“When you take something that’s inert, and through motion, give it life, make it appear to be alive, living, breathing thinking and having emotions, that’s animation. But when you take something that’s live-action, and move a part of it, that’s a special effect.”
“I started to do stop-motion when I was a kid. You take a Super 8 and make some models, and move, click, move, click. All that. I love all forms of animation, but there is something unique and special to stop-motion: it’s more real and the set is lit like a set. But I think it’s also a kind of lonely and dark thing to want to do.”
— Tim Burton
June was a busy animation month for me, which (ironically) means the blog has been rather silent. The biggest event for the month was my first trip to the Annecy International Animated Film Festival and Market. Annecy is apparently one of the animation events each year — seasoned professionals, animation students, representatives of most major animation studios, and film fans all descend on the picturesque French town every year to see the latest and greatest in the world of animation, and to meet some of the people that make that work possible.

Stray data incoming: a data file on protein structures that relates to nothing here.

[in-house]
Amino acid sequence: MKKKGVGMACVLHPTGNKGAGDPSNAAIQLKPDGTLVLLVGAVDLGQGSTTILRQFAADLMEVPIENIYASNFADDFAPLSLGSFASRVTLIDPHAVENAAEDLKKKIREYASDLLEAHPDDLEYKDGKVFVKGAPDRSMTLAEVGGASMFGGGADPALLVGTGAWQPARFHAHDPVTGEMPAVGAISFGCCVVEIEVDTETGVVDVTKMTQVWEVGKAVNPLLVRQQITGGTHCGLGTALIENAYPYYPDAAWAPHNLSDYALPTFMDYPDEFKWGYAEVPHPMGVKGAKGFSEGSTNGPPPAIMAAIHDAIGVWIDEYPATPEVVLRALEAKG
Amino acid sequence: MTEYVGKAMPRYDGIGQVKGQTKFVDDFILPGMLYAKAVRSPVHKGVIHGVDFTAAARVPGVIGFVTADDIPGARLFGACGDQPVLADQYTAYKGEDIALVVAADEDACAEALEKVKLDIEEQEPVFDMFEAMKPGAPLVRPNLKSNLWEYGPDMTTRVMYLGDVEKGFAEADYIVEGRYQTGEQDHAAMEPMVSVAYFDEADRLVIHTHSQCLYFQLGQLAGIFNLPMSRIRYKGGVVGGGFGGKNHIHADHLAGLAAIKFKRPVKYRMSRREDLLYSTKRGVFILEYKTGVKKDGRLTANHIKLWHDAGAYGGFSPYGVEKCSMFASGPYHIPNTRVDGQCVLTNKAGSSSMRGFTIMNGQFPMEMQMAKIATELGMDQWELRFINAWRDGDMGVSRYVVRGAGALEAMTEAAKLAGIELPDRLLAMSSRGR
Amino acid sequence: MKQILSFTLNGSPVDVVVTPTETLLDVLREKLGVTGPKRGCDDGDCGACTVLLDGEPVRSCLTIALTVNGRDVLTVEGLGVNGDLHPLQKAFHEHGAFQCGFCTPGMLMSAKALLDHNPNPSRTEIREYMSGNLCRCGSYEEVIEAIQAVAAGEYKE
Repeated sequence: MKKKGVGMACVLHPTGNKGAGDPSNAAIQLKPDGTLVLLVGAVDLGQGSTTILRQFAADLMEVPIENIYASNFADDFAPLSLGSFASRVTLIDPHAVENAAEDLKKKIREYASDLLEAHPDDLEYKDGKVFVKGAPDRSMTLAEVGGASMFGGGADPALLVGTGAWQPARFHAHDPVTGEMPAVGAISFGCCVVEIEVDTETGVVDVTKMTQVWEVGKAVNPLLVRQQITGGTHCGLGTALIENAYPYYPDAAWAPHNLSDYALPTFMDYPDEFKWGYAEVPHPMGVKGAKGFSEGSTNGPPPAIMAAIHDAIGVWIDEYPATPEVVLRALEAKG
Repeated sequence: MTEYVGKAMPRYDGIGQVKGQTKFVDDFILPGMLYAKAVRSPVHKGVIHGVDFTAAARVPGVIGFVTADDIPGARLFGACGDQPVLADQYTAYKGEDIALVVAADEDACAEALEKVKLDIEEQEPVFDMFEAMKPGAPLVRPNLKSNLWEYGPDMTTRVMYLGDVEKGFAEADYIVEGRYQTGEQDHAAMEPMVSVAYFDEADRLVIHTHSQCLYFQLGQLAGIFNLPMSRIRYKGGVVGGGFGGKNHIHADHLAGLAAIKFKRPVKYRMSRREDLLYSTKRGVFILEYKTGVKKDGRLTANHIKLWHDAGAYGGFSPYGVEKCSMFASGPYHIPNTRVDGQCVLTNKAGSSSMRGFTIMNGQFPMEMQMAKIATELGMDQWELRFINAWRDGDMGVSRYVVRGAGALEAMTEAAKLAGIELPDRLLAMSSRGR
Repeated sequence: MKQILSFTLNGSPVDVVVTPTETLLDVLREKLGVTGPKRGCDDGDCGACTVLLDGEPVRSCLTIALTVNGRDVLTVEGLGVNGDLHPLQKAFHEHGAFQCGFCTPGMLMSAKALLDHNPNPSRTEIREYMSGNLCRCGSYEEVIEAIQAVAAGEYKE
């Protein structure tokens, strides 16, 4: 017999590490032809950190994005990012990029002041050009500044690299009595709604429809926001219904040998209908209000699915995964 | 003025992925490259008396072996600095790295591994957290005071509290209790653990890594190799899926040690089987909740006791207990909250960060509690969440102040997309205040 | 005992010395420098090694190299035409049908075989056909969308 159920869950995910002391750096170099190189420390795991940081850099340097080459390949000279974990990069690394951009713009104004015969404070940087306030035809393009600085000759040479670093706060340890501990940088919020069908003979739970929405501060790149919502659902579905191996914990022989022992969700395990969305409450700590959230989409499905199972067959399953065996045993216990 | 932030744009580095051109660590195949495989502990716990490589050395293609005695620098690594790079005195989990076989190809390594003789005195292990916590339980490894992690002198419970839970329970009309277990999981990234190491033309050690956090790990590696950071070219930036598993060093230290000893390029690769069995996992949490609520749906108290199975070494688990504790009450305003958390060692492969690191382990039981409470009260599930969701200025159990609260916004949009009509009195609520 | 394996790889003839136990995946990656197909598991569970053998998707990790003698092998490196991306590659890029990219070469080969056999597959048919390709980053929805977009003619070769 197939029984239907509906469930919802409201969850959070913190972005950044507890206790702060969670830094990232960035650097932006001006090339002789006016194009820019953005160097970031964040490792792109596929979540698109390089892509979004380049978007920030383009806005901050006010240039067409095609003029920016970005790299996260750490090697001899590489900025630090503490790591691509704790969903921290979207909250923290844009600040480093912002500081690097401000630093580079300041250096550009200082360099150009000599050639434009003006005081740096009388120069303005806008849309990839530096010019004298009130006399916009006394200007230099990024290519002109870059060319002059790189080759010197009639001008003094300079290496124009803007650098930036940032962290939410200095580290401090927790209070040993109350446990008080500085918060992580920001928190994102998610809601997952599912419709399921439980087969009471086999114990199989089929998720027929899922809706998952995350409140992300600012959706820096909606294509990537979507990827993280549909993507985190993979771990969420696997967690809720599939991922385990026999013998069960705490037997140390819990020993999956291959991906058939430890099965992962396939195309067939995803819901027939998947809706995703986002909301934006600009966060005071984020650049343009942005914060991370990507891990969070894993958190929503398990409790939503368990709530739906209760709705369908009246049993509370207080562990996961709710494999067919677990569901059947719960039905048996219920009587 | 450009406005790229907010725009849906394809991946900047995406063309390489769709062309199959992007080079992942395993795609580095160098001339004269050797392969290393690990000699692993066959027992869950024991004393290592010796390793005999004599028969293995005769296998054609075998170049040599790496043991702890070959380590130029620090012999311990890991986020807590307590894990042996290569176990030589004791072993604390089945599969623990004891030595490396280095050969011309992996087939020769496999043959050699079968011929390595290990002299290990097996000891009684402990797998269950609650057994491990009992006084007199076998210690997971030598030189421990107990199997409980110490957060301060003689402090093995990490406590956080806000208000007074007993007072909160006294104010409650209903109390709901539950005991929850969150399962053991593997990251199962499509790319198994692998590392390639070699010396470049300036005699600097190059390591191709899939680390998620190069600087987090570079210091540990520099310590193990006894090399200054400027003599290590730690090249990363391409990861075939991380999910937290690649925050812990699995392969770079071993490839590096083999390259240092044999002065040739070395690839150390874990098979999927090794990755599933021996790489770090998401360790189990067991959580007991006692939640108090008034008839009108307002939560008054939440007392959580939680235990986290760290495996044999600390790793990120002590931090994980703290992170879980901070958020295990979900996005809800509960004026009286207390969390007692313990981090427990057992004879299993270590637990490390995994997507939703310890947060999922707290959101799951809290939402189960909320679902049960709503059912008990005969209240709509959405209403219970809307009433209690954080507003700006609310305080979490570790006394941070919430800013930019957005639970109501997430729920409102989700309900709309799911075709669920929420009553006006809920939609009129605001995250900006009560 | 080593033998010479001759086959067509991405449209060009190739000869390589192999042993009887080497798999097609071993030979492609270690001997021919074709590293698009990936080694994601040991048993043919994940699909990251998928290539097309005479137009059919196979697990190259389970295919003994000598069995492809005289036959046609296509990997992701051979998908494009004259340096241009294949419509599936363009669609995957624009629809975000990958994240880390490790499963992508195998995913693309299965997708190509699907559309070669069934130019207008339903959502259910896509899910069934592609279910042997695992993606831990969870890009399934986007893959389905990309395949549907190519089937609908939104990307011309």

There was so much going on at Annecy this year that it would be a feat just to cover a fraction of the films, meetings, and networking events that happened over the course of the five day festival. Among my personal favorites was the debut of Sanjay’s Super Team (the new Pixar short scheduled for release with The Good Dinosaur in November), Cartoon Network’s look into their Global Animated Shorts program (and a preview of upcoming show We Bare Bears), the information session on Renderman (which you can get and use for free here), and getting to see a ton of incredible short films, including Adam Elliot’s new work Ernie Biscuit. The real triumph of the festival, though, was the amazing way the Annecy highlighted the work of women in the animation industry throughout the festival.